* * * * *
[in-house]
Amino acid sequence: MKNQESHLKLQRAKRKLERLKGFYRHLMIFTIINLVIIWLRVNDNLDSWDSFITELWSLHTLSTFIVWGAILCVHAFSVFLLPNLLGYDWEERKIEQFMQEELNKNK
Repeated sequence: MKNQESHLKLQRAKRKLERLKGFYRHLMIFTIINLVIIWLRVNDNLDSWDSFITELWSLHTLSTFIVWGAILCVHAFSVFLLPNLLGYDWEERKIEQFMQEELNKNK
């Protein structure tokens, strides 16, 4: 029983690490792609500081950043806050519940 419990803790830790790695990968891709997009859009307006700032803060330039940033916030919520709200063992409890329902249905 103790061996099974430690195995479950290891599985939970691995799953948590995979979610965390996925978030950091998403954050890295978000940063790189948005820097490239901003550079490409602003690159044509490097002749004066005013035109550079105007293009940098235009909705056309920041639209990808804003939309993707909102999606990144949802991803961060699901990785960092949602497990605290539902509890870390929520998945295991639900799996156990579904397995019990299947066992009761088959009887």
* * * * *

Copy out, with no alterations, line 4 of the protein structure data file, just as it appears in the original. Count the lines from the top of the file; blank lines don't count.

């Protein structure tokens, strides 16, 4: 029983690490792609500081950043806050519940 419990803790830790790695990968891709997009859009307006700032803060330039940033916030919520709200063992409890329902249905 103790061996099974430690195995479950290891599985939970691995799953948590995979979610965390996925978030950091998403954050890295978000940063790189948005820097490239901003550079490409602003690159044509490097002749004066005013035109550079105007293009940098235009909705056309920041639209990808804003939309993707909102999606990144949802991803961060699901990785960092949602497990605290539902509890870390929520998945295991639900799996156990579904397995019990299947066992009761088959009887």